Our country’s veterans are living, breathing history—and luckily there’s a state program to preserve their message.
Voices of Veterans aims to protect the legacy of veterans all over Texas. Thursday, officials with the program interviewed the nation’s oldest surviving World War II serviceman, Richard Overton of East Austin.
Overton is 107 years old, and doesn’t think twice about partaking in some of society’s indulgences. You can find him enjoying 12 cigars a day and a nice bourbon.
"I just drink any kind of whiskey,” he said. “I don't care."
Overton was drafted for service in his mid 30s. He was old by military draft standards.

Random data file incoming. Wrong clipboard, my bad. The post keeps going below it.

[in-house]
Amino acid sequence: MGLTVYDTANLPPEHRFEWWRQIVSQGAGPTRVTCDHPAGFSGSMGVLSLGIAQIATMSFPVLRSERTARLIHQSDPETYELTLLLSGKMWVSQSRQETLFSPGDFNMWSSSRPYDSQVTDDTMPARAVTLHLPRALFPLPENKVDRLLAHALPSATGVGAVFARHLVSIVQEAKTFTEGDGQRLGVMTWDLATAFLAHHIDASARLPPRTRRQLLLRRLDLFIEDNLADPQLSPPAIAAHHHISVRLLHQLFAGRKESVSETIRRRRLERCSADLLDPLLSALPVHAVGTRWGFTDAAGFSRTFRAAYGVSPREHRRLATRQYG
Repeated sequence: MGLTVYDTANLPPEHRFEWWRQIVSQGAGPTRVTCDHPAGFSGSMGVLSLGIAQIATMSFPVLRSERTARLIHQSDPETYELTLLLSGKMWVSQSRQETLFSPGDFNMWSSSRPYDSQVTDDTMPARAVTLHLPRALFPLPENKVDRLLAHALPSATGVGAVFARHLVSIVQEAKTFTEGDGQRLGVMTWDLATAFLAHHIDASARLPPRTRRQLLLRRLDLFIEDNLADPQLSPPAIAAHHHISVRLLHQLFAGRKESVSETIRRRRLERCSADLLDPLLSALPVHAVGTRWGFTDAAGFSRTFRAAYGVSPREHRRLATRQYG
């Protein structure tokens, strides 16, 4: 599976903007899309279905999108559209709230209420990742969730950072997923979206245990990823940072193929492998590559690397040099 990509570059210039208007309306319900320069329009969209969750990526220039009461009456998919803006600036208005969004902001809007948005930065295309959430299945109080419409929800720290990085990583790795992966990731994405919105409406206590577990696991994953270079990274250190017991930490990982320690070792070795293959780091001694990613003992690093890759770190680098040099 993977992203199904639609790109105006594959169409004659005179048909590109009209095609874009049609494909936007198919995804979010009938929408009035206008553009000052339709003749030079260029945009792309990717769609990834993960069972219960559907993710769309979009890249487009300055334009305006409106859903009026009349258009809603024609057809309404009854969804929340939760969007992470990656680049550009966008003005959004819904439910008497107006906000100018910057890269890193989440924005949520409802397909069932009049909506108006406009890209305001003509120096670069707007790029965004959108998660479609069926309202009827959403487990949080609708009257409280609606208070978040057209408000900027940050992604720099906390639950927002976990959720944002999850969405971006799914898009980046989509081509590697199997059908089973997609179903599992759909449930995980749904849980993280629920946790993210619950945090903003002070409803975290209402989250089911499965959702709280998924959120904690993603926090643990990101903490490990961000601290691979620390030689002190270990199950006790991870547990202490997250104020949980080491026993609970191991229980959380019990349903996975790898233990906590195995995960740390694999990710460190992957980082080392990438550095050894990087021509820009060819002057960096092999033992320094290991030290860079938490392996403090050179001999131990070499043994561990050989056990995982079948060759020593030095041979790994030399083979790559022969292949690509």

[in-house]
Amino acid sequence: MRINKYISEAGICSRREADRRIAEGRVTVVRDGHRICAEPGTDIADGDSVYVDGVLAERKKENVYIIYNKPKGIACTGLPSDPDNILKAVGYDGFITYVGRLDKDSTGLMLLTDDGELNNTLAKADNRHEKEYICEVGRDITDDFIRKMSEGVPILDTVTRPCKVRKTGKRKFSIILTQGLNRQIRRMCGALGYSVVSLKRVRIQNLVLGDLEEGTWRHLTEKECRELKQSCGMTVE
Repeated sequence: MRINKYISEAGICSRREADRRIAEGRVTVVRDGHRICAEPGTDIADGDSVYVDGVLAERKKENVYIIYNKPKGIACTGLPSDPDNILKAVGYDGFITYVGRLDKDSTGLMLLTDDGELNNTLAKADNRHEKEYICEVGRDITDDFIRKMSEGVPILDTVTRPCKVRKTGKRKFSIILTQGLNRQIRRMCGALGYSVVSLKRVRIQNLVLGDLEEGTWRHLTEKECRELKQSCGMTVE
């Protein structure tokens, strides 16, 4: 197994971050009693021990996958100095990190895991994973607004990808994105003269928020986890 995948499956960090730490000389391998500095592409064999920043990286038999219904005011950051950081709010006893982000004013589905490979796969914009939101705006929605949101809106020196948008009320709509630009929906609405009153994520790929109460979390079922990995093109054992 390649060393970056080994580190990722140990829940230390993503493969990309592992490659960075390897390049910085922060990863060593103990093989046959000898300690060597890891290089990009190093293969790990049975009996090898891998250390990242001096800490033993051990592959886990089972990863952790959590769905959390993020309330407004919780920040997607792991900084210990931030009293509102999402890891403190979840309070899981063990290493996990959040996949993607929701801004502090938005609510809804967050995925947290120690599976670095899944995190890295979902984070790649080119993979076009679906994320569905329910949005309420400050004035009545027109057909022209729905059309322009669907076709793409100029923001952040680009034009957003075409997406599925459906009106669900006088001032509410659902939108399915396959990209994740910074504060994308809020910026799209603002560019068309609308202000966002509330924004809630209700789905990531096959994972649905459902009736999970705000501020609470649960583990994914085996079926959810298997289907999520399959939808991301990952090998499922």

"Uncle Sam says, when he gets his hand on you, 'You got to go,'" he said. "You wouldn't want to go through what I went through, but you had to go through it."
The multi-tour veteran is one of the first 200 or so Texans to go on record with the Voices of Veterans oral history program.
"Every veteran has a story to tell and I have learned that to be true,” program coordinator James Crabtree said. “Regardless of where they have served, when they served, what branch of service they were in, whether it was peace time or war time."
For Pacific-theatre vet Overton, he said the secret of surviving combat and living beyond 100 is not found in habits, diet or finances.
"I haven't gotten a dime from you or the others,” he said. “So God is keeping me living."
Overton's oral history will be stored in the Office of Veterans Records at the Texas General Land office in downtown Austin.